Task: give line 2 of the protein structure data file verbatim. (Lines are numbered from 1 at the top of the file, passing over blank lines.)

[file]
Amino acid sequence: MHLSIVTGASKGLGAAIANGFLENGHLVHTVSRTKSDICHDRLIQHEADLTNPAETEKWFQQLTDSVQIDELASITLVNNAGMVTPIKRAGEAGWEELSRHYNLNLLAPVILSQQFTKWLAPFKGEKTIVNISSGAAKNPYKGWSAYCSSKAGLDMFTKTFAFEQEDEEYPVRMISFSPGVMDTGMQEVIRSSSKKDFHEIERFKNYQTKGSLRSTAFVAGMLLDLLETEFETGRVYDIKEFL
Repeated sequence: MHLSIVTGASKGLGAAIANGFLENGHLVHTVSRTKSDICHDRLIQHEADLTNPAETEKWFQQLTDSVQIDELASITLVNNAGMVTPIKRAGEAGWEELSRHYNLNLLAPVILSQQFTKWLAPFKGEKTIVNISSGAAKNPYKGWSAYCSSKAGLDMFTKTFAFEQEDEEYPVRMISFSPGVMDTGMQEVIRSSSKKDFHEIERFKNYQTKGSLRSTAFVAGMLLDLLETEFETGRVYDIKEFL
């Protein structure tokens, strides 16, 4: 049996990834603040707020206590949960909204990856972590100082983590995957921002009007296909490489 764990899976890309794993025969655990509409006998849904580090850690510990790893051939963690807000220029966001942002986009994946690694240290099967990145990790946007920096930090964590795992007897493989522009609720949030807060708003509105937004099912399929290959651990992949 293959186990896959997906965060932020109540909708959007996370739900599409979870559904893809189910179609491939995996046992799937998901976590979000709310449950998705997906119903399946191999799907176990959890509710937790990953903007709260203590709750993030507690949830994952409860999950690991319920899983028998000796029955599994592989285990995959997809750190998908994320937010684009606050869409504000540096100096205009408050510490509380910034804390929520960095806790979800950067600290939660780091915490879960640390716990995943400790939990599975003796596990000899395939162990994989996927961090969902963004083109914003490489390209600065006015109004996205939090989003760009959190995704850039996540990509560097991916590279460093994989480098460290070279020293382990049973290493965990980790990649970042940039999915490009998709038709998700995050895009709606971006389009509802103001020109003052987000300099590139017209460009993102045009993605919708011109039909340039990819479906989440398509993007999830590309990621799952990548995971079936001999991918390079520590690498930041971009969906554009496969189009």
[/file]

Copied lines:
Repeated sequence: MHLSIVTGASKGLGAAIANGFLENGHLVHTVSRTKSDICHDRLIQHEADLTNPAETEKWFQQLTDSVQIDELASITLVNNAGMVTPIKRAGEAGWEELSRHYNLNLLAPVILSQQFTKWLAPFKGEKTIVNISSGAAKNPYKGWSAYCSSKAGLDMFTKTFAFEQEDEEYPVRMISFSPGVMDTGMQEVIRSSSKKDFHEIERFKNYQTKGSLRSTAFVAGMLLDLLETEFETGRVYDIKEFL